The nuclear reactor disaster at the Fukushima Daiichi plant in Japan was a terrifying tragedy that had many nations questioning the safety of their own nuclear power programs.
According to the U.S. Nuclear Regulatory Commission (NRC), the Tokyo Electric Power Company (Tepco), and the Japanese government, the situation is no longer a threat.
But according to nuclear experts, the threat is worse than ever.
When the disaster struck, meltdowns occurred in reactors 1, 2, and 3. 4, 5, and 6 were down at the time, but 4 was full of radioactive waste.
And it still is, which nuclear waste specialists say is a big cause for concern.
The risk levels have been compared to a super-Chernobyl, much worse than the 1986 nuclear disaster in the Ukraine. Levels of cesium-137 are 10 times higher than Chernobyl.
And if a new earthquake occurs that is big enough and close enough to the reactor, it could drain the pool in which it sits, releasing coolant and starting a radioactive fire.
The cesium-137 would be released, and the threat wouldn’t just affect Japan. Radioactivity could stretch far enough to harm North America.
And the element would take hundreds of years to disappear, entering the atmosphere and the food chain and causing health problems that could change or destroy civilization as we know it.
Kevin Kamps, a nuclear waste expert at Beyond Nuclear, said:
“Japan would suffer the worst, but it would be a global catastrophe. It already is, it already has been, but it would dwarf what’s already happened.”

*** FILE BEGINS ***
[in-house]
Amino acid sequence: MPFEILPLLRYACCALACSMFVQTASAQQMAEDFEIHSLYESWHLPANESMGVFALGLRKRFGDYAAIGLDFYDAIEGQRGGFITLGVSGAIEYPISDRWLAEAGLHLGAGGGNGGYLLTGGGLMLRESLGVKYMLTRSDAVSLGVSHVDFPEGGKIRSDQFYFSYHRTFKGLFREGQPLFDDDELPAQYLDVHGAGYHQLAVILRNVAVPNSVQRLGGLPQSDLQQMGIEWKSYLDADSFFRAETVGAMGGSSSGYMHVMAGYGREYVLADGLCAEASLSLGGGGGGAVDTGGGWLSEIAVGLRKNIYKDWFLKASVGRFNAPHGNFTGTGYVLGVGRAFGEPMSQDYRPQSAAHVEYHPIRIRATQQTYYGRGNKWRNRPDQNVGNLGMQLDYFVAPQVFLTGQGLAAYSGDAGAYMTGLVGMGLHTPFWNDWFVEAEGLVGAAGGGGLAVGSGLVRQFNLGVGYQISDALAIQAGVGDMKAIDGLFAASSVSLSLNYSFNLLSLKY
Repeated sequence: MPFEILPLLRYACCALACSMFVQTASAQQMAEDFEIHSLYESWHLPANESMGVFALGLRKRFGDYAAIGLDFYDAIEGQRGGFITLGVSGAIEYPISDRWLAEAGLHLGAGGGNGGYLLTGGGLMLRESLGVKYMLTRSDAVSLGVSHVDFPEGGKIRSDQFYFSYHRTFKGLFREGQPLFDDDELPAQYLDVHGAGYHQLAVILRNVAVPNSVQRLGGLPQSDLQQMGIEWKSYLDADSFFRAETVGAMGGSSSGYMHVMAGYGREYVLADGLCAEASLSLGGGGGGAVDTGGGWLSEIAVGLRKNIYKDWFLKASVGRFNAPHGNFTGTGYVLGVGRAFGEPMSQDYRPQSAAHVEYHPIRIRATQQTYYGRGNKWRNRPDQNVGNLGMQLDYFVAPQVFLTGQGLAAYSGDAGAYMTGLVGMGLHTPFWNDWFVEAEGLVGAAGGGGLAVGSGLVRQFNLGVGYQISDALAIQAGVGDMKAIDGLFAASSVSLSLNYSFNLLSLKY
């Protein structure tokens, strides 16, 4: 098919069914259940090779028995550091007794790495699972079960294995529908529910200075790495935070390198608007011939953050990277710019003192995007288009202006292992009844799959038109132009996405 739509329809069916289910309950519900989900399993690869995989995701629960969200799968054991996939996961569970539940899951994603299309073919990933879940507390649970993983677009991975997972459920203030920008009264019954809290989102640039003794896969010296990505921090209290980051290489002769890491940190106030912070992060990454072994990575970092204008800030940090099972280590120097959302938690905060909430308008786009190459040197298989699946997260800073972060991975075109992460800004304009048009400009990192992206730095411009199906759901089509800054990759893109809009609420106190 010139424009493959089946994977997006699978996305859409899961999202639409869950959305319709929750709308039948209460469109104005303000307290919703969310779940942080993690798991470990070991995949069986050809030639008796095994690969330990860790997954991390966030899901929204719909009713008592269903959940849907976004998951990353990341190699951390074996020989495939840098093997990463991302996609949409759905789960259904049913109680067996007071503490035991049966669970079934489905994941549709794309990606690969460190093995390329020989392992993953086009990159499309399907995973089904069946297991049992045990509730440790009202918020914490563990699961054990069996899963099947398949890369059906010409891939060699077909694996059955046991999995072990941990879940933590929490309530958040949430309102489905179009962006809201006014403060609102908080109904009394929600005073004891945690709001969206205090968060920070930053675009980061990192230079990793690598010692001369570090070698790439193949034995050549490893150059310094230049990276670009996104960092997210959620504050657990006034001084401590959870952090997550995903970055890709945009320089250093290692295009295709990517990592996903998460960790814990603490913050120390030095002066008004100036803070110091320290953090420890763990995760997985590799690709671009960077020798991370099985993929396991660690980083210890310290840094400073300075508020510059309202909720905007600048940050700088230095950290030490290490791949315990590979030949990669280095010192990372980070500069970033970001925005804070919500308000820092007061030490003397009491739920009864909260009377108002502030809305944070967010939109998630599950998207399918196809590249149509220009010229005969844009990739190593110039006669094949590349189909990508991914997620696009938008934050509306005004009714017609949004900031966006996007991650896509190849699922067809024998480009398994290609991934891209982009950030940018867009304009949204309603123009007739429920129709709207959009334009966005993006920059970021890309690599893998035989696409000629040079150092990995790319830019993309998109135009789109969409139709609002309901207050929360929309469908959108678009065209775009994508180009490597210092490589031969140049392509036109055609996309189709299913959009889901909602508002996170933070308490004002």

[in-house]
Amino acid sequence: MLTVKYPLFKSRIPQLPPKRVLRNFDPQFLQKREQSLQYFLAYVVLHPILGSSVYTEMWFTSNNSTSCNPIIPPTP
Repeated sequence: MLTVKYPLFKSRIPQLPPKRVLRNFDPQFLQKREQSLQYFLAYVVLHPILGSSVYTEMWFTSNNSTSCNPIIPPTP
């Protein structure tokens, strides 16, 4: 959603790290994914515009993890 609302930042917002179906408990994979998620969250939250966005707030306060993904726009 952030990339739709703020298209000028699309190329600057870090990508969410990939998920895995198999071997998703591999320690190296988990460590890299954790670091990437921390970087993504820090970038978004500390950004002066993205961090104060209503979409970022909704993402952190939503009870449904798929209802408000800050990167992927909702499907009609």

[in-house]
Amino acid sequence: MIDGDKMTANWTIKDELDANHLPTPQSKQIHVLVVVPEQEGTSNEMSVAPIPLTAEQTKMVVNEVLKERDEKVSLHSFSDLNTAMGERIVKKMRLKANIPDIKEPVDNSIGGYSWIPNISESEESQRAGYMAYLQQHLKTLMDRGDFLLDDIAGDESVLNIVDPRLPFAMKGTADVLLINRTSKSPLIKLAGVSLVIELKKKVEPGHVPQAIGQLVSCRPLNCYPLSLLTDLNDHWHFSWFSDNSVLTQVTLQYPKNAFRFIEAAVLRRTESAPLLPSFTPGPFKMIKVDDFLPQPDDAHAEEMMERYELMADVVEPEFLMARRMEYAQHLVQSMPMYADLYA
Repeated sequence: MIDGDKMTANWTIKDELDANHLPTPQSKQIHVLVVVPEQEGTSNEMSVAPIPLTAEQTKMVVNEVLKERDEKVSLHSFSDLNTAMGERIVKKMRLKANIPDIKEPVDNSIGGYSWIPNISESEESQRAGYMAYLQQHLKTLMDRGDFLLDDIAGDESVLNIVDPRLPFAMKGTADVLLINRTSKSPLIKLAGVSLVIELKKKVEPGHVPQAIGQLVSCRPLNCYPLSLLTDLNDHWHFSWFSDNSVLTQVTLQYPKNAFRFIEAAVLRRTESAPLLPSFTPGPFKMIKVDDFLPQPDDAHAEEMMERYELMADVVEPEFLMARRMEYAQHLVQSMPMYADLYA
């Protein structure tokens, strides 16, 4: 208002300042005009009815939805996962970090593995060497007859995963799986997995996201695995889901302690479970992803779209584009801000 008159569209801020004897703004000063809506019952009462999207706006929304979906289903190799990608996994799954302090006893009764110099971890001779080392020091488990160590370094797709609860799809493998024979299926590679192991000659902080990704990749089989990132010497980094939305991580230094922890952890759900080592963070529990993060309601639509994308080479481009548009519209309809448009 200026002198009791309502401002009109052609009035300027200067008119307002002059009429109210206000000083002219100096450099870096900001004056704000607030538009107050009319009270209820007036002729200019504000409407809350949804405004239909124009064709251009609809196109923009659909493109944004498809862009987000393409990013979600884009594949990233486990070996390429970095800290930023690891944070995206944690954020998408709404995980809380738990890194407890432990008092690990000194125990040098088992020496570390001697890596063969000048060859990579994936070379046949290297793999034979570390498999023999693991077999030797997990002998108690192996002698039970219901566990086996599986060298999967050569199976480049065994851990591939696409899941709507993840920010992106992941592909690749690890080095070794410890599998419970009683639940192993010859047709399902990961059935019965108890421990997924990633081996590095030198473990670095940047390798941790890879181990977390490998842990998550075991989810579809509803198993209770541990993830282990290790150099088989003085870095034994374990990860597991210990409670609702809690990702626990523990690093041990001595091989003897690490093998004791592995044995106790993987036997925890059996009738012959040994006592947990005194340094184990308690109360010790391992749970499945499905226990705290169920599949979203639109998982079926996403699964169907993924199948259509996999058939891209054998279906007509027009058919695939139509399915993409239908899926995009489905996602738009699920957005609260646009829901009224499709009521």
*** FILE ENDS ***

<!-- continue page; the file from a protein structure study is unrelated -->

The most unsettling thing about the disaster is not only the NRC’s and Tepco’s denial of the threat, but also the fact that they are ignoring a possible solution.
Dry cask storage has proved much safer than storage in fuel pools, particularly in the Fukushima disaster. The dry casks at Fukushima remained fully intact.
But they cost roughly $1 million per cask, and the NRC refuses. Robert Alvarez, who had been an energy adviser during the Clinton administration, said:
“The NRC has made a policy decision, which the industry is very violently opposed to changing because it saves them a ton of money. And if they have to go to dry hardened storage onsite, they’re going to have to fork over several hundred million dollars per reactor to do this.”
Nuclear waste experts are trying to make their voices heard, but for now the NRC won’t listen.